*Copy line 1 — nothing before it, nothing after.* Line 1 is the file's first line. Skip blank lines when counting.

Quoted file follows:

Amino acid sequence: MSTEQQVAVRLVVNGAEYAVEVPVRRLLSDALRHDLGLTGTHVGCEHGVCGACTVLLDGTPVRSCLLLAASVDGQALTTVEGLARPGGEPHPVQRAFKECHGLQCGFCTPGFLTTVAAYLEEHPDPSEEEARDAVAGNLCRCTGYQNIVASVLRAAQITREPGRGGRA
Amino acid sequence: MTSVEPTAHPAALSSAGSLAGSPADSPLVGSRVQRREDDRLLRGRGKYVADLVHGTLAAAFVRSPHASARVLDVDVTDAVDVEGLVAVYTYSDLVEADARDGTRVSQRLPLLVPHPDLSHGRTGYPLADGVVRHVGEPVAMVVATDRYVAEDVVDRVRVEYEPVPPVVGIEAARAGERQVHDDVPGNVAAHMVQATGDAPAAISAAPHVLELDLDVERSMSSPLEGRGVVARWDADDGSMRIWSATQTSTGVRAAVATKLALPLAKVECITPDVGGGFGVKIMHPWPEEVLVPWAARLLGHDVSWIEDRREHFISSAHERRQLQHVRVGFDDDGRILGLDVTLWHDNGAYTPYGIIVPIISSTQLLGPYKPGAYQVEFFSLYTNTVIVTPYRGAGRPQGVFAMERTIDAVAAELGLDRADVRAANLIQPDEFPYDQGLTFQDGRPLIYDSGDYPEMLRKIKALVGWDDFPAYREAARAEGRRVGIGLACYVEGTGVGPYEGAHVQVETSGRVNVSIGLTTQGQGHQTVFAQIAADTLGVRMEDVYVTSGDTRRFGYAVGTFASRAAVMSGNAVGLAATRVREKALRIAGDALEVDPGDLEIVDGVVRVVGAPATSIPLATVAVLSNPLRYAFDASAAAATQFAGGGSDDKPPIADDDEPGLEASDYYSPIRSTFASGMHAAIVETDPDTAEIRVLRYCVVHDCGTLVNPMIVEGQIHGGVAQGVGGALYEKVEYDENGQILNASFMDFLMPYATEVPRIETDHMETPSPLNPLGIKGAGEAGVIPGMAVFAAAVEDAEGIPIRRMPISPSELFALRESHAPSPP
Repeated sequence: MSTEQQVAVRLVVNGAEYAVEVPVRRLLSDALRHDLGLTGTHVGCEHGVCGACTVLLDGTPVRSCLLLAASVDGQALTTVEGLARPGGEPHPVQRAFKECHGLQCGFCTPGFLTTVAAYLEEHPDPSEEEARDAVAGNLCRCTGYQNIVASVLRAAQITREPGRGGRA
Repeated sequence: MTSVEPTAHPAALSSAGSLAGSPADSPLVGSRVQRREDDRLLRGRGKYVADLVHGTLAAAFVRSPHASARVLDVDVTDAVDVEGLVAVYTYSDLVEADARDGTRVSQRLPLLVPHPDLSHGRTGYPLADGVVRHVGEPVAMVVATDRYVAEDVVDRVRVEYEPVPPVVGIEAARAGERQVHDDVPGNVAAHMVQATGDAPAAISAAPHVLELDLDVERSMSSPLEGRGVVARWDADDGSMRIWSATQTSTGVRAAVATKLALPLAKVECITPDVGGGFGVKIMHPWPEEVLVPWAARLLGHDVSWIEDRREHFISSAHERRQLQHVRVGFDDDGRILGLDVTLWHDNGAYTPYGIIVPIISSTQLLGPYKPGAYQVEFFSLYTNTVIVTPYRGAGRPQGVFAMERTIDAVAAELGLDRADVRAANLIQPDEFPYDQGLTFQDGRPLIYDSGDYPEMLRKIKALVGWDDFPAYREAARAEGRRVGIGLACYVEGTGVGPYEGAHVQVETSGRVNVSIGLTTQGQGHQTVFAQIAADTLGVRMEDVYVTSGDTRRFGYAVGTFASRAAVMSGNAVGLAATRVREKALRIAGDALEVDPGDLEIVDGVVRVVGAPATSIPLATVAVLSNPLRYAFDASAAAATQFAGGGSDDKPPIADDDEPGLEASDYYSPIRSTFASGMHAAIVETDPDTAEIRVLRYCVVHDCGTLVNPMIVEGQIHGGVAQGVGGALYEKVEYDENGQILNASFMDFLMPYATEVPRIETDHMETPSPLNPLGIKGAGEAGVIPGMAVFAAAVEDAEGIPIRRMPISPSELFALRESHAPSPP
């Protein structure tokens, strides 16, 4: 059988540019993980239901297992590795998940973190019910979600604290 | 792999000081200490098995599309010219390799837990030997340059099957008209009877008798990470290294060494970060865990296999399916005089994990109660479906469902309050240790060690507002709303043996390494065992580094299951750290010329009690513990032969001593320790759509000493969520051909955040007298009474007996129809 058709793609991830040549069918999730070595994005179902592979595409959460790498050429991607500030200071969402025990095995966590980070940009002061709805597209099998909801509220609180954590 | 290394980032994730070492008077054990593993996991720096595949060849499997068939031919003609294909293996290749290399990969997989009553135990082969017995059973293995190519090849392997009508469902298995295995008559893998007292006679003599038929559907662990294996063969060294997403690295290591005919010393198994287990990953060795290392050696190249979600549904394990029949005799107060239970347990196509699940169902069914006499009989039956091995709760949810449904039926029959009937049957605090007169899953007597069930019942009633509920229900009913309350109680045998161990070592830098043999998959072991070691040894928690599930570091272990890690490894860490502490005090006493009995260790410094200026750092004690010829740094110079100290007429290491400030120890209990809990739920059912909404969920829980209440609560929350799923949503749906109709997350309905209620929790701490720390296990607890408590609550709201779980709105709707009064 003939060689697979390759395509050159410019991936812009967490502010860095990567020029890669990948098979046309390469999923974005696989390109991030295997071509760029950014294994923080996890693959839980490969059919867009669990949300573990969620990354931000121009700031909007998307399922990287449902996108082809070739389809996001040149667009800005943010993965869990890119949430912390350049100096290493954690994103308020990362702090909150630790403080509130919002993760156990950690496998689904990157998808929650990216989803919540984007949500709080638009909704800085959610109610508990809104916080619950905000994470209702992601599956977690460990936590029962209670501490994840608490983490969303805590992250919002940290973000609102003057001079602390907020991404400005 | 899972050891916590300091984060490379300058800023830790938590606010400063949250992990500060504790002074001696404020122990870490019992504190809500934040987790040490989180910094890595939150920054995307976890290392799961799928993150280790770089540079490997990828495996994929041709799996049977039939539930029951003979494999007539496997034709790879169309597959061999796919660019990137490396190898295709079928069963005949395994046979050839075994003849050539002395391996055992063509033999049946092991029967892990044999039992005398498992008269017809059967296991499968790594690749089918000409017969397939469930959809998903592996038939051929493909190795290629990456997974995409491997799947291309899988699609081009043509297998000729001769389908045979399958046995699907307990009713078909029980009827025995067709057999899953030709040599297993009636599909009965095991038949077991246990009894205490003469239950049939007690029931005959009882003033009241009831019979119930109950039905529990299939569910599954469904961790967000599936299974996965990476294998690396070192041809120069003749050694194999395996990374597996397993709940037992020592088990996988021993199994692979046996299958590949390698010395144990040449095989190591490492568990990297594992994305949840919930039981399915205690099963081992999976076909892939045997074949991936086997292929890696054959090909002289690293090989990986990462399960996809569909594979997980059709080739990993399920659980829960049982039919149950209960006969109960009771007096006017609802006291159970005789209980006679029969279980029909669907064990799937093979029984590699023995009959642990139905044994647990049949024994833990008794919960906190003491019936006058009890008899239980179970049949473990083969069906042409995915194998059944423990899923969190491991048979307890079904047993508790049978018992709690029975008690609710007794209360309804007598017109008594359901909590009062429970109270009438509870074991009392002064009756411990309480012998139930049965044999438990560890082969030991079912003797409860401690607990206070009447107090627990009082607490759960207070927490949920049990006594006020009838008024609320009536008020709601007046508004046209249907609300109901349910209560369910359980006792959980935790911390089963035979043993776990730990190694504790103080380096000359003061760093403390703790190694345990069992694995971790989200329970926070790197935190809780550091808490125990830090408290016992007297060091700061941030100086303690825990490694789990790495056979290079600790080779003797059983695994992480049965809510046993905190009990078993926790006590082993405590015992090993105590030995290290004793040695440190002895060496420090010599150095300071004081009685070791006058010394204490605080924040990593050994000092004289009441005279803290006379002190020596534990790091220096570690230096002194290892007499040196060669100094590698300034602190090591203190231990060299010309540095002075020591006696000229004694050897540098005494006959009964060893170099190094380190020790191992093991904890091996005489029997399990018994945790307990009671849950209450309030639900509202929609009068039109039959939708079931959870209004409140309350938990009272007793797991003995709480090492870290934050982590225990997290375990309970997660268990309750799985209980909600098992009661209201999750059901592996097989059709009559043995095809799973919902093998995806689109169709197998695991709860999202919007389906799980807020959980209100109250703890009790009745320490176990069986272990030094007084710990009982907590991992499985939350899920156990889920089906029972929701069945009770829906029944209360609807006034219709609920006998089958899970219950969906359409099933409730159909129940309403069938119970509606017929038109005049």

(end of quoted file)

Amino acid sequence: MSTEQQVAVRLVVNGAEYAVEVPVRRLLSDALRHDLGLTGTHVGCEHGVCGACTVLLDGTPVRSCLLLAASVDGQALTTVEGLARPGGEPHPVQRAFKECHGLQCGFCTPGFLTTVAAYLEEHPDPSEEEARDAVAGNLCRCTGYQNIVASVLRAAQITREPGRGGRA